What is Acute Epiglottitis?

Acute Epiglottitis
Acute Epiglottitis

What is Acute Epiglottitis

Acute Epiglottitis is an inflammation and inflammation of the epiglottis. Epiglottis is a leaf-shaped valve that serves to cover the trachea (windpipe) so as not to enter the food or liquid when we swallow. The valve is located behind the base of the tongue.

This inflammation can affect anyone of any age. However, children aged 2 to 5 years are the group of people who most often experience it. People with weakened immune systems (eg HIV patients or chemotherapy patients) and people who have not received the Haemophilus influenzae type b (Hib) vaccine are also at higher risk for epiglottitis.

Acute Epiglottitis Symptoms

Epiglottitis In Children, symptoms of epiglottitis tend to worsen quickly, even within hours. In contrast to adult patients, symptoms generally appear and worsen slowly. Symptoms in epiglotitis include:

  • Fever.
  • Severe sore throat.
  • Painful and difficult to swallow.
  • Difficulty breathing.
  • Prefer sitting up straight with body leaning forward. Because in this position, the patient is easier to breathe.
  • A loud breath.
  • Urgent.
  • Restless.
  • Drooling (salivating).
  • Hoarseness.

Epiglottitis In Children, includes a medical emergency because it may inhibit breathing. Therefore, patients who show symptoms above should be immediately taken to the hospital. Do not lay the patient in supine position or check the patient’s throat without medical assistance, as it may exacerbate the breathing obstacle.

Because the symptoms are similar, this disease is often presumed croup (Laryngotracheobronkitis), an infection of the voice box and throat caused by a virus that is often experienced by children. But please keep in mind that epiglotitis is more dangerous. If not treated immediately, epiglottis can swell and cover the trachea thereby inhibiting the supply of oxygen and lead to death.

Acute Epiglottitis Causes

Bacterial infections are a major cause of Epiglottitis In Children. Streptococcus pneumoniae and Haemophilus influenzae type B (Hib) are the most common types of bacteria that trigger inflammation in the epiglottis.

These infections will cause the epiglottis to swell and block out the entry of air in the respiratory tract so that the potential to cause death.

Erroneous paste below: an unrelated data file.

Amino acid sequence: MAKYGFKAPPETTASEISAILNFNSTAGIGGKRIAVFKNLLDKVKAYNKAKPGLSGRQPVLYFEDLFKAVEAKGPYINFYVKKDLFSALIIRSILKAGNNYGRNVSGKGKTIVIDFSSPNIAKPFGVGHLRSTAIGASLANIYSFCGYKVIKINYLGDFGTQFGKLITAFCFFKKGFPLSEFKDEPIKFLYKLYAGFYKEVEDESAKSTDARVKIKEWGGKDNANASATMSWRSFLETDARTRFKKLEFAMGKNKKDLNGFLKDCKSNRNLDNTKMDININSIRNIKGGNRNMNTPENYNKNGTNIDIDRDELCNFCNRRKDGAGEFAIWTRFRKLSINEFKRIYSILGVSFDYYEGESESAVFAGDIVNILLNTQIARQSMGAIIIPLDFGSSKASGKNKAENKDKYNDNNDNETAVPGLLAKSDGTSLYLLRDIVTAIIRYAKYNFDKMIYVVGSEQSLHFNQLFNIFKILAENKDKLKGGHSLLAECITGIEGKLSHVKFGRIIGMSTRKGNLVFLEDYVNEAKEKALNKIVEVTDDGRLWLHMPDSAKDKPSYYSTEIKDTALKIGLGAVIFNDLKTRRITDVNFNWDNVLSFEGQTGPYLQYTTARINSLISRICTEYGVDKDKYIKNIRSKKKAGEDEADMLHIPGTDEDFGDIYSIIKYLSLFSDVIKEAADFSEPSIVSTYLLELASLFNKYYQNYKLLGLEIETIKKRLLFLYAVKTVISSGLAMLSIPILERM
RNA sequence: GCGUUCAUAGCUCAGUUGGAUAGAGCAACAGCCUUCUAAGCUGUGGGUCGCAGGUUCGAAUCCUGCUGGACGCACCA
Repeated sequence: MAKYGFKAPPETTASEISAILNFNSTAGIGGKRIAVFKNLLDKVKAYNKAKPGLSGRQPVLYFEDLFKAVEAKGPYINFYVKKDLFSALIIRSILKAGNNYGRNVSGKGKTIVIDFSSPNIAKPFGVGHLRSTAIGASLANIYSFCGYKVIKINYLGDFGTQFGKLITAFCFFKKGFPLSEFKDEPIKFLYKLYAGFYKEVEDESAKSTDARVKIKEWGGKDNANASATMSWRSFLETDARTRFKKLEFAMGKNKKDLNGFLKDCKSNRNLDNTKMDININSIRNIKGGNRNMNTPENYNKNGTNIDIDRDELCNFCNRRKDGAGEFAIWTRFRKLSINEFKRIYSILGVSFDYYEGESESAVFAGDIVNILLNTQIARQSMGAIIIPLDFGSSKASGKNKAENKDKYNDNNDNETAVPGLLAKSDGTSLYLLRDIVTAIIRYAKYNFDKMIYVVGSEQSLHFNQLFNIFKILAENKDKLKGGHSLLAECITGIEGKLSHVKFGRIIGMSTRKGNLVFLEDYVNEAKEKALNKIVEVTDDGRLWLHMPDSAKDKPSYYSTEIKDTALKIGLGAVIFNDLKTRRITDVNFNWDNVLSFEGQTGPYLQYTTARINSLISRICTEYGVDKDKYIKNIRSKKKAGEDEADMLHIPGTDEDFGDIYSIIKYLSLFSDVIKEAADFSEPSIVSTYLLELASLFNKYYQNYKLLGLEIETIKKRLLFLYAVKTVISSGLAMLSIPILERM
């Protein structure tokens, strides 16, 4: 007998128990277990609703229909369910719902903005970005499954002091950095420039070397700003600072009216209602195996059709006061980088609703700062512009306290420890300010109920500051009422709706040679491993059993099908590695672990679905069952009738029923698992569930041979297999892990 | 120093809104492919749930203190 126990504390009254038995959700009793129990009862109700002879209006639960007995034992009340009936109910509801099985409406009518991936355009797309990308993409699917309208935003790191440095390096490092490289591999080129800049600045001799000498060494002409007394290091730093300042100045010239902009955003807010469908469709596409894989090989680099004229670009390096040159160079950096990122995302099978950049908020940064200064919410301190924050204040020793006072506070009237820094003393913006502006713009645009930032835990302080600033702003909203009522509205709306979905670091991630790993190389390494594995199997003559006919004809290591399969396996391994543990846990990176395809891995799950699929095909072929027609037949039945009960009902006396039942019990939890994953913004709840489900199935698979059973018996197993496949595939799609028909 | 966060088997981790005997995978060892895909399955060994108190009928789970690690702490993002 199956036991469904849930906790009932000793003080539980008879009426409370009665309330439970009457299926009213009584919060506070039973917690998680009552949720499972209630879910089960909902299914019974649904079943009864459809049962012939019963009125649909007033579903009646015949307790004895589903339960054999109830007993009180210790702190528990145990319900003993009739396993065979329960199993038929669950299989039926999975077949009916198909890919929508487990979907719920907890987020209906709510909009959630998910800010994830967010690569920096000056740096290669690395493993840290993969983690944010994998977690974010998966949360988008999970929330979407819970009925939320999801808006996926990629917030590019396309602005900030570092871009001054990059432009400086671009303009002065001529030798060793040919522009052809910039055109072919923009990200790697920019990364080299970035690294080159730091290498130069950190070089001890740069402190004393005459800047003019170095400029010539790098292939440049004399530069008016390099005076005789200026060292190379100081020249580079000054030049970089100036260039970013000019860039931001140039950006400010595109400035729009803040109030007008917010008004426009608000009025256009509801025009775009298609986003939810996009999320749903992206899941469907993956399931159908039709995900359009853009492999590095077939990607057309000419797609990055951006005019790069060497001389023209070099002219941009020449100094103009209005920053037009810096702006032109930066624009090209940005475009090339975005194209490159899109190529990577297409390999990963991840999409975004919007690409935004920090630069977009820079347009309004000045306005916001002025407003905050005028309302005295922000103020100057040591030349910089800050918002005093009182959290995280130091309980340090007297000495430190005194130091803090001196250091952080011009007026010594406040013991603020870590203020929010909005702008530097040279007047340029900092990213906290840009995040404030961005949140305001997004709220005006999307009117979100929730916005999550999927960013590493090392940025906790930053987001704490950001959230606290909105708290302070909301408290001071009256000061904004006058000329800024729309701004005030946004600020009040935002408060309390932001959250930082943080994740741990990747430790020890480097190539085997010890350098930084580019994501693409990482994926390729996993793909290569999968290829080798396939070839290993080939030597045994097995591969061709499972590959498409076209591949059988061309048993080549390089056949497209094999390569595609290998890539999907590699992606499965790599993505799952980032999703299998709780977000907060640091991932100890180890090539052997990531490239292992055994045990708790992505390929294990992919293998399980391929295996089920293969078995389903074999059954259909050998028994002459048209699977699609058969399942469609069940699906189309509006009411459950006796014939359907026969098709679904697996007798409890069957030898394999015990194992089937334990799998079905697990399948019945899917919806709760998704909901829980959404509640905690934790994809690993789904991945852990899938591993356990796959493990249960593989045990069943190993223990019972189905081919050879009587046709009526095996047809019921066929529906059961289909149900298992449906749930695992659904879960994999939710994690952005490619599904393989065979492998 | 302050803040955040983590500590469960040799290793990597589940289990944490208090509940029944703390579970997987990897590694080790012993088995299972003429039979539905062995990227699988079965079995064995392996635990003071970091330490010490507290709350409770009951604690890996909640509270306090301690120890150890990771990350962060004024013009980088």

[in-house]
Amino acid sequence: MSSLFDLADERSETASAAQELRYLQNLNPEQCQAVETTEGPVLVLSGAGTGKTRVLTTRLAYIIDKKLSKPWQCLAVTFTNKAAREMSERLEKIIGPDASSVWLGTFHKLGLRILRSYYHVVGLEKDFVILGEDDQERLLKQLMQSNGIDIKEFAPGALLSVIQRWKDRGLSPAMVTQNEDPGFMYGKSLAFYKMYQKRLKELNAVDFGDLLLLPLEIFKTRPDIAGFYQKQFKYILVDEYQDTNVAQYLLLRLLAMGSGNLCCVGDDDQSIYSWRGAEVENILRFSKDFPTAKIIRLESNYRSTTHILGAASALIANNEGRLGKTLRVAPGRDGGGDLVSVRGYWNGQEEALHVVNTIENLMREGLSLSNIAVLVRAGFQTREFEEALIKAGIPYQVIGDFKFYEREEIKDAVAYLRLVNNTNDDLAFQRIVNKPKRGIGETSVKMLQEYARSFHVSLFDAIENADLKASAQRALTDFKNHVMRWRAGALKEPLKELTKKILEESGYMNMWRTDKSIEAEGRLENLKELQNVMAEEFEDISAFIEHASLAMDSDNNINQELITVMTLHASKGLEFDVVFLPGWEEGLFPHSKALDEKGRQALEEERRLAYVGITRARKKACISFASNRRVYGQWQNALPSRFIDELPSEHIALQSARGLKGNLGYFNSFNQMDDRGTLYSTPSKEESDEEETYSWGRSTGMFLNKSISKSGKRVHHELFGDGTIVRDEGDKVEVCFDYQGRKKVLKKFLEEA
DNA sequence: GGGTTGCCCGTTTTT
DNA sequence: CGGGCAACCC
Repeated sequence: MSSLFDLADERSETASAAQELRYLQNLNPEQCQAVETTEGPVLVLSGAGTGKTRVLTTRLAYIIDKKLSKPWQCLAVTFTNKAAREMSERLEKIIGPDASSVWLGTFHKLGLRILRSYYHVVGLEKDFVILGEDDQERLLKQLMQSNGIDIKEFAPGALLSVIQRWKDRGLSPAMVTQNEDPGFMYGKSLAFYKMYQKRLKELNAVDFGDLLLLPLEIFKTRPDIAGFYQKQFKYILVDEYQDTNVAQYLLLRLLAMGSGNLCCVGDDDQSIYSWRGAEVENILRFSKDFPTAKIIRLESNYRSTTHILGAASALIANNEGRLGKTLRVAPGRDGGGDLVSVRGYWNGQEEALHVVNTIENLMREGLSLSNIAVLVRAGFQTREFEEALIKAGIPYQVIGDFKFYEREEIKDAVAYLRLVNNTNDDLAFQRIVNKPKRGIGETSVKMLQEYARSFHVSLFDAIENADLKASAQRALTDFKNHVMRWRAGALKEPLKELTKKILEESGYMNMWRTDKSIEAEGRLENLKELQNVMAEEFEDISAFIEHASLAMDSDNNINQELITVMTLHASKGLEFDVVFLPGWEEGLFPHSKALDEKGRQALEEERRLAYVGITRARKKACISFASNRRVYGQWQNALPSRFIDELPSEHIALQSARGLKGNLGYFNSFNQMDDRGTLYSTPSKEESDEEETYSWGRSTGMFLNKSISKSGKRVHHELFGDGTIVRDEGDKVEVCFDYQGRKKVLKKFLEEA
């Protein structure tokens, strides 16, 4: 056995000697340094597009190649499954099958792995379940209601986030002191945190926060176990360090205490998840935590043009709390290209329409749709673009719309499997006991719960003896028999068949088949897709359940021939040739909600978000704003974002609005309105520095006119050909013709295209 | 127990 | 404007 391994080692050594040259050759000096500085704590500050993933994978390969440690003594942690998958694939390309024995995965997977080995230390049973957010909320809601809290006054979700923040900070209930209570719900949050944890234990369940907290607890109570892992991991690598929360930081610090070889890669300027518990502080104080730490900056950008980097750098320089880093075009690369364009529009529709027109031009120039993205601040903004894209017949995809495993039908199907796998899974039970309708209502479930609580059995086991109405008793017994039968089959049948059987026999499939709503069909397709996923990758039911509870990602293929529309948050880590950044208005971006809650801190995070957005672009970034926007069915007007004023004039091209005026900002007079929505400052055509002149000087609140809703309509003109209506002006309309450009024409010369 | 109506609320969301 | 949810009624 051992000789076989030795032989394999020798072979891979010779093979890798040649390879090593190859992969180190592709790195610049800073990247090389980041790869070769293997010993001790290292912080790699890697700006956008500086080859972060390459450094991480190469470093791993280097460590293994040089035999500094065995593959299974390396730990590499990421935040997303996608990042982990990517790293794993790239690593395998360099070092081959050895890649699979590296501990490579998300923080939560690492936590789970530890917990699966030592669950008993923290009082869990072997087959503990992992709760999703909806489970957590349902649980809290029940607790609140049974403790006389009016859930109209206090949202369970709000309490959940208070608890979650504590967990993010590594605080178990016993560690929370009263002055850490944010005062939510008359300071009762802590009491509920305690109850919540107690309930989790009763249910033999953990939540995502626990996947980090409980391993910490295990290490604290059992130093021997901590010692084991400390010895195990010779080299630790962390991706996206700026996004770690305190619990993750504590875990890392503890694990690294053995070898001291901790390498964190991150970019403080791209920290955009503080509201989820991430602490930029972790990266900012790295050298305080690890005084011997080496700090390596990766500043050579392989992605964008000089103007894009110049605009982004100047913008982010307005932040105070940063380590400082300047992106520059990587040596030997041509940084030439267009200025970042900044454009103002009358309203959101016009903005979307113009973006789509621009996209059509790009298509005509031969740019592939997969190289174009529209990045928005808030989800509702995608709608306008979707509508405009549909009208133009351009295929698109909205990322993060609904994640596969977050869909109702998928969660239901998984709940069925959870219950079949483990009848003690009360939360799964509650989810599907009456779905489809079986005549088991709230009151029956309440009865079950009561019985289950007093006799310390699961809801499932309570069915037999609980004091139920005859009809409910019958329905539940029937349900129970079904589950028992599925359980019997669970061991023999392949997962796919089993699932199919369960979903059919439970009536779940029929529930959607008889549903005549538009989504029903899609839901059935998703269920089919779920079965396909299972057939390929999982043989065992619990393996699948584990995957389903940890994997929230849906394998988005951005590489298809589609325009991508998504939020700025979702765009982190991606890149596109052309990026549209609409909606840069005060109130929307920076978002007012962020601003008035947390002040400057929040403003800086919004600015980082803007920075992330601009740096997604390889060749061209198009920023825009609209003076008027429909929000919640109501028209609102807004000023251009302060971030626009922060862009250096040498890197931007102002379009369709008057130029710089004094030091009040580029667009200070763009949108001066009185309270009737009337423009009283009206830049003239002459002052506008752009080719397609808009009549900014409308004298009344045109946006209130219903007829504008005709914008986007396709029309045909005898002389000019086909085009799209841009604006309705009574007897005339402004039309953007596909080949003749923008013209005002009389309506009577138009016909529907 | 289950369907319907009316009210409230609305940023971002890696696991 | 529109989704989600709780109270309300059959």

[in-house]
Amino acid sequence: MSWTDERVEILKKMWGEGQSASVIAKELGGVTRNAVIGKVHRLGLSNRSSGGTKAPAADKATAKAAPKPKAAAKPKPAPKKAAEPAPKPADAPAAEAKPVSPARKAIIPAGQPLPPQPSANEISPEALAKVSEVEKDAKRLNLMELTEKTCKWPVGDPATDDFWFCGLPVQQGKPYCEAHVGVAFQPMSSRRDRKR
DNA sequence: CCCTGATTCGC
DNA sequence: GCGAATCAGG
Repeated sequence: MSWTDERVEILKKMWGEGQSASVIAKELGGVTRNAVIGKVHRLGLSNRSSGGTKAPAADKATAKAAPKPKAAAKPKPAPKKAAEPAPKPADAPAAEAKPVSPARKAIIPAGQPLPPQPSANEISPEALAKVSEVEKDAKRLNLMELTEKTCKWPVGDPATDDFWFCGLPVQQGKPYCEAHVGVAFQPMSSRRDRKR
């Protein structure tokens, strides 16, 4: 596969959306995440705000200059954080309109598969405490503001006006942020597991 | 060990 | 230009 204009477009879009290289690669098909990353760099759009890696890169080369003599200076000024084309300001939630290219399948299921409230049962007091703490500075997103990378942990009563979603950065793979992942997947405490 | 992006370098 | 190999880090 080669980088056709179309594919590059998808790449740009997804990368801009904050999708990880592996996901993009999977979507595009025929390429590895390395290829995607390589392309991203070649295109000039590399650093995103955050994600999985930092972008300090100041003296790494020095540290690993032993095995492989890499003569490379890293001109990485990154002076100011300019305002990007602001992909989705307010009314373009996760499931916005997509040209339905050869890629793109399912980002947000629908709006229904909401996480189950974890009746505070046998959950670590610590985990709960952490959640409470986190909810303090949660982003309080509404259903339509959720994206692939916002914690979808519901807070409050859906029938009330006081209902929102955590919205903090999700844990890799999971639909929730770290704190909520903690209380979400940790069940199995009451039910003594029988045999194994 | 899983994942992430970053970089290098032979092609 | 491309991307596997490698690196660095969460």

In addition to infection, a sore throat can also cause epiglottis inflammation and swelling. For example, due to a collision or a blow, a foreign object or a swallowed chemical compound, and the use of illicit drugs inhaled.

Diagnosis of Acute Epiglottitis

Persons suspected of having epiglottitis should be immediately taken to hospital for emergency treatment. The main priority in handling is to make sure the respiratory tract is open so that it can be passed by oxygen. An example is by installing an endotracheal tube through the mouth.

If the epiglottis covers the trachea so that endotracheal tube insertion through the mouth is difficult, or in an emergency where the airway should be opened as soon as possible, the tracheotomy tube can be paired, through the hole created in the patient’s neck directly into the trachea.

Follow-up checks are performed only after the breathing is stable. Some of them are:

  • Examination of the throat with laryngoscopy or nasopharyngoscopy, to see epiglottic conditions.
  • Blood test, to see signs of infection.
  • Laboratory examination with epiglottic tissue samples, to check for presence of virus or bacteria.
  • Chest X-ray or neck.
  • CT or MRI scan, if the results on the scans in any other way do not provide a clear enough picture.

Acute Epiglottitis Treatment

If Epiglottitis In Children is caused by a bacterial infection, the treatment is by administering antibiotics. To reduce swelling and inflammation, steroid medications may be given.

Prevention of Acute Epiglottitis

Hib vaccine is a major prevention of epiglottitis. In Indonesia, this vaccine is given in conjunction with DPT and hepatitis B, and is referred to as the Pentabio vaccine. Giving this vaccine has 4 stages, namely at the time of infants aged 2, 4, 6, and 18 months. For children who first came at age 1-5 years, this vaccine is given only 1 time.

Preventing the spread of Hib infection can help prevent epiglottitis. Therefore, antibiotics are sometimes also given to people who live in a house with the patient as a precaution.

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